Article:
Anwar al-Awlaki was an influential figure in al-Qaeda of the Arabian Peninsula (AQAP), but not its leader.
While effective preaching in English to North American Muslim youth, Mr. al-Awlaki's power pales in comparison to Ibrahim Asiri, a Saudi believed to have been behind last year's ink cartridge bombs shipped to Western targets, and the attempted 2009 assassination of Saudi Prince Mohammed bin Nayef, Saudi Arabia's counterterrorism chief.
As such, the campaign against AQAP is not over, a point seized on quickly by the Yemeni administration of President Ali Abdullah Saleh. Mr. Saleh has faced a persistent, sometimes violent attempt to force him from office this year.
Mr. Saleh, who returned last Friday from three months convalescence in Saudi Arabia following an attack on his residence, has insisted he is crucial to the campaign against AQAP.
Indeed, the United States has provided financial and military assistance to aid impoverished Yemen in this campaign. At times, such as when Umar Farouk Abdulmutallab carried explosives in his underwear intending to crash an airplane in Detroit, Washington has increased its assistance.
Mr. Saleh may be hoping that because of Yemen's assistance in pinpointing Mr. al-Awlaki, President Barack Obama will signal support for Yemen's leader to continue in office.
Earlier this year, members of the Obama administration called for Mr. Saleh to step down in response to the popular uprising.
Gregory Johnsen, a former Fulbright Scholar in Yemen, cautioned upon hearing news of the al-Awlaki kill: "Many in the CT community [military intelligence]have argued that killing Anwar al-Awlaki would significantly reduce the threat of AQAP attacks coming out of Yemen. This, I think, is mistaken."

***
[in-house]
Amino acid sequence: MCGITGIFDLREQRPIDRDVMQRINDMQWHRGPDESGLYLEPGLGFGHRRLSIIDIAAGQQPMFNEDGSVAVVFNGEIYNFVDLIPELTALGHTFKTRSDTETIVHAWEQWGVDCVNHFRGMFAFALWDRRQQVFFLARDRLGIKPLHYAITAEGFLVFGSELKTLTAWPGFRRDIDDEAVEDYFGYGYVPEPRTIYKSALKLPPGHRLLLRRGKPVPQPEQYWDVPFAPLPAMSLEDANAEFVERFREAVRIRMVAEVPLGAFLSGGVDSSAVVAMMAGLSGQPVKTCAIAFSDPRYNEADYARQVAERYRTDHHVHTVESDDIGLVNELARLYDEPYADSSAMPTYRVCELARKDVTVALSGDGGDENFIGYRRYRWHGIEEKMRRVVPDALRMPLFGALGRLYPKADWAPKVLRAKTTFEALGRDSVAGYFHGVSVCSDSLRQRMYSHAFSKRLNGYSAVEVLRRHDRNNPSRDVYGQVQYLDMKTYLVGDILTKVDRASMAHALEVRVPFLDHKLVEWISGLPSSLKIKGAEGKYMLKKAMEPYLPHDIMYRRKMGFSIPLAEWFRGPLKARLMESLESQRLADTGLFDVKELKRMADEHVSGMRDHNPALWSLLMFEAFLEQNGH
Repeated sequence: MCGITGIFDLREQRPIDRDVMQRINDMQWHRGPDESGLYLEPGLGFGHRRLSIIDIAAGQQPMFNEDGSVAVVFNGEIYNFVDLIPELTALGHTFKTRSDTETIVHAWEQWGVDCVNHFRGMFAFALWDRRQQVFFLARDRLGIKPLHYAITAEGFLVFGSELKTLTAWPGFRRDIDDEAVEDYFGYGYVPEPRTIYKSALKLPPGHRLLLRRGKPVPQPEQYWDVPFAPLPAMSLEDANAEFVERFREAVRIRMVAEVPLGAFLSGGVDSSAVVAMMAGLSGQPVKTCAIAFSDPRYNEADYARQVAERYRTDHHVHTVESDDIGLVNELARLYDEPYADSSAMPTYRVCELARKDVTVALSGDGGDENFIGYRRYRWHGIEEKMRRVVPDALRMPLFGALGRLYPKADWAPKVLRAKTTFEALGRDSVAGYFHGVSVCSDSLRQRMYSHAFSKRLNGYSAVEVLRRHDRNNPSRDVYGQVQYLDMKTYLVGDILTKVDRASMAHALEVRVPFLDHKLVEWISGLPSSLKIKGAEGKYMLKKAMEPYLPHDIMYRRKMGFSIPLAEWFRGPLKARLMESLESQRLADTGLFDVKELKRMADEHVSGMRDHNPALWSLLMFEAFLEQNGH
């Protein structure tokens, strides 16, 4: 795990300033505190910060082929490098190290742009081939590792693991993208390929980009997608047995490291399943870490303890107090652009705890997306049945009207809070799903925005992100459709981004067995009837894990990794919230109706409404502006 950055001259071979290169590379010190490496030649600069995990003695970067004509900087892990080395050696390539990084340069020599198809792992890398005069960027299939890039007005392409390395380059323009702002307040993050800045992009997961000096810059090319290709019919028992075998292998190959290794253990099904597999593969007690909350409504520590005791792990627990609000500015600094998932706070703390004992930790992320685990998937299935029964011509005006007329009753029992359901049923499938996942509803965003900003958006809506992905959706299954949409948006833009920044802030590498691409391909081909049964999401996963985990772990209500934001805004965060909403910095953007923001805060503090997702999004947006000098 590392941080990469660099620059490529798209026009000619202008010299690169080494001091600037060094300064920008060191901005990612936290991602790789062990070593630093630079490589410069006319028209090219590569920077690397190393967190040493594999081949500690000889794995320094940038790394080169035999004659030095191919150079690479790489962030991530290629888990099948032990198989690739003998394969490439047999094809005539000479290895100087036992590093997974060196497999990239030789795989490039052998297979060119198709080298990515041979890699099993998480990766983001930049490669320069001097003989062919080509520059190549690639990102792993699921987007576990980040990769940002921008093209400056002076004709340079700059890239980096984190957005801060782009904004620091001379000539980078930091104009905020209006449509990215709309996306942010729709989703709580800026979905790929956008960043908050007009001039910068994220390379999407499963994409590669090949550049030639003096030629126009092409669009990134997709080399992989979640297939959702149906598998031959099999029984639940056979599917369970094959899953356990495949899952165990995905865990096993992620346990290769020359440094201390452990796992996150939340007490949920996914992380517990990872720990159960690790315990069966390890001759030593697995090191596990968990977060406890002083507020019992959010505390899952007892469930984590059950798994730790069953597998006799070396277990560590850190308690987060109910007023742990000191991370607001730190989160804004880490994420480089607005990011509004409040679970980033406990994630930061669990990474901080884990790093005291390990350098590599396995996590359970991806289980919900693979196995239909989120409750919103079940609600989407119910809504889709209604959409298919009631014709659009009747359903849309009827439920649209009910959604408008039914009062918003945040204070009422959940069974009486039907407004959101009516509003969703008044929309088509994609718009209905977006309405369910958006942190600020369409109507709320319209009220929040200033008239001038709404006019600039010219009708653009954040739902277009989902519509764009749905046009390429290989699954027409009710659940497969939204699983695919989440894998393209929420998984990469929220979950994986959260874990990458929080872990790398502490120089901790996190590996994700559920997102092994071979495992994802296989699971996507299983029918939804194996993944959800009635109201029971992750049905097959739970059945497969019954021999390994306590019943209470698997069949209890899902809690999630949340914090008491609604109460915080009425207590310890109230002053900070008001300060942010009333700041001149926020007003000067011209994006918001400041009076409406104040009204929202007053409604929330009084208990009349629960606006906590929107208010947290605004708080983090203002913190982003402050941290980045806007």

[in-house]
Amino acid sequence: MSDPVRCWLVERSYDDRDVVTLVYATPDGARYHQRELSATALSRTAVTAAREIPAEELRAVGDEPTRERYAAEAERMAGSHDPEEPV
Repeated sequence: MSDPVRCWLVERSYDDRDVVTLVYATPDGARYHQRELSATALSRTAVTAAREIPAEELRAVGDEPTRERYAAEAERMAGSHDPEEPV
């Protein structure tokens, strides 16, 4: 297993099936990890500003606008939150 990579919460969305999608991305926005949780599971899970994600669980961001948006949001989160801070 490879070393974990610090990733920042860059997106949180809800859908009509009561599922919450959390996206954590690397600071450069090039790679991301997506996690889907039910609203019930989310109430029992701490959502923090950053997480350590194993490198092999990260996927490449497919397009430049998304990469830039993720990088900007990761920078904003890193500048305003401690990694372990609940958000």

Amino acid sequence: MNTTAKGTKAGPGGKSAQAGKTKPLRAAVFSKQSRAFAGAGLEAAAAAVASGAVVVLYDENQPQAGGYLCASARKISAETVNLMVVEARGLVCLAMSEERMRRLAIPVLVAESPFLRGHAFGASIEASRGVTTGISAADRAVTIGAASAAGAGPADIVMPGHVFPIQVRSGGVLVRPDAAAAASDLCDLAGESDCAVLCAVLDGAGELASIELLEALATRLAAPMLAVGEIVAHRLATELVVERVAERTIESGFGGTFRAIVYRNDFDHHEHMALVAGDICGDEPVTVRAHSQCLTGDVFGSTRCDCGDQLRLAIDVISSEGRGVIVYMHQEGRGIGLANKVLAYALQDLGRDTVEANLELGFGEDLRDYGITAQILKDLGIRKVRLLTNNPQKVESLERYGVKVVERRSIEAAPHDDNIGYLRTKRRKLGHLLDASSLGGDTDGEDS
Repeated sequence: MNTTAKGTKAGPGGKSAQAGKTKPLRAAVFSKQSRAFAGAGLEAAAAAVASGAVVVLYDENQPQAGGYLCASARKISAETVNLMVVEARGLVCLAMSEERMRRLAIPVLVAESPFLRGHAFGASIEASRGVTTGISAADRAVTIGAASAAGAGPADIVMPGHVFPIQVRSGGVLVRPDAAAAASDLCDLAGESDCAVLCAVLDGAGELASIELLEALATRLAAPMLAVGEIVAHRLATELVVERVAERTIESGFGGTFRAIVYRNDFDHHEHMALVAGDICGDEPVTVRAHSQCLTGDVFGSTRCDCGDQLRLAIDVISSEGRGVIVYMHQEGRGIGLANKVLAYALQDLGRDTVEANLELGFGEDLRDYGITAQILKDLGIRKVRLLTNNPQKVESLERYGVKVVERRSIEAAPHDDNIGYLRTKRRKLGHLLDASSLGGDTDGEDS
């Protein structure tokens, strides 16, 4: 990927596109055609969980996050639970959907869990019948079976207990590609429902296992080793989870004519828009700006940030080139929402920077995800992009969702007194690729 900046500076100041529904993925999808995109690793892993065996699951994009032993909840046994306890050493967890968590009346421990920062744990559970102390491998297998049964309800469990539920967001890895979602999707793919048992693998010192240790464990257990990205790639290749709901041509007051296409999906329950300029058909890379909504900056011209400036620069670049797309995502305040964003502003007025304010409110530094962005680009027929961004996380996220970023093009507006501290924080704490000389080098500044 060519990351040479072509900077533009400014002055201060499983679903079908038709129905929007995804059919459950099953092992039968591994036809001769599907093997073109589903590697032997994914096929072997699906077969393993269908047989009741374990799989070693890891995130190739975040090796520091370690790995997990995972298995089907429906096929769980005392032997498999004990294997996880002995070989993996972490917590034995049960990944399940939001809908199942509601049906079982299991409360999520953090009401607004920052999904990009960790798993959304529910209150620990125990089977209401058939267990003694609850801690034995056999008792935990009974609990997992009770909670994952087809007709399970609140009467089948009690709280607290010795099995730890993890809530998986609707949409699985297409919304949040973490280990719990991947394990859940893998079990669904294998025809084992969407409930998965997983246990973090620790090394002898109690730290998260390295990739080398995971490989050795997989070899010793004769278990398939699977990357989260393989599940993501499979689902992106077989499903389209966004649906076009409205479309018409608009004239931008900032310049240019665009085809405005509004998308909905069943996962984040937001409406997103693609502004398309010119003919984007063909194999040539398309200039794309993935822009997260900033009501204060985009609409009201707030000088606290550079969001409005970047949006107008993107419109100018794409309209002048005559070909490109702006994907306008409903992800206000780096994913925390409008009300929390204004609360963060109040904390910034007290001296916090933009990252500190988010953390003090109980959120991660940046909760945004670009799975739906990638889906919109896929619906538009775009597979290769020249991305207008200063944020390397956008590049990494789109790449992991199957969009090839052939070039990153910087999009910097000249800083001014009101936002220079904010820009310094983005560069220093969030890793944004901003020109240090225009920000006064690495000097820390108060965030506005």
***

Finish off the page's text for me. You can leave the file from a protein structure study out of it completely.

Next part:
Indeed, describing the hit as a "major blow to al-Qaeda" U.S. President Barack Obama may only invite AQAP to prove him wrong.
Anwar al-Awlaki background information
– Anwar al-Awlaki, born in New Mexico to Yemeni parents, began as a mosque preacher as he conducted his university studies in the United States. While preaching in San Diego, he came to know two of the men who would eventually become suicide-hijackers in the Sept. 11, 2001, attacks on the World Trade Center and the Pentagon. In 2004, he returned to Yemen and began English-language Internet sermons that denounced the United States and called for jihad, or holy war.
– The 40-year-old has been in the U.S. crosshairs since his killing was approved by Barack Obama in April of 2010 – making him the first American placed on the CIA "kill or capture" list. At least twice, air strikes were called in on locations in Yemen where Mr. al-Awlaki was suspected of being present, but he wasn't harmed.
– He was killed by an American drone strike on his vehicle on Friday while he was travelling between Marib and al-Jawf provinces in northern Yemen – areas known for having an al-Qaeda presence and little central government control. Witnesses said he and six others had stopped for breakfast in the desert and were sitting on the ground to eat when they spotted drones, so they rushed to their truck, where they were hit.
– The 2009 Christmas Day plane bombing attempt is said to have been directed by Mr. al-Awlaki, who recruited and prepared a young Nigerian who tried to blow up a Detroit-bound airliner, failing only because he botched the detonation of explosives sewn into his underpants. Mr. al-Awlaki is also accused of being a force behind the deadly assault at an American army base in Fort Hood, Tex., and attempts to bomb Times Square.
– Another American militant was killed in the same strike alongside Mr. al-Awlaki – Samir Khan, a U.S. citizen of Pakistani heritage who produced "Inspire," an English-language al-Qaeda online magazine that spread the word on ways to carry out attacks inside the United States, Yemen's Defence Ministry and U.S. officials said. Wire services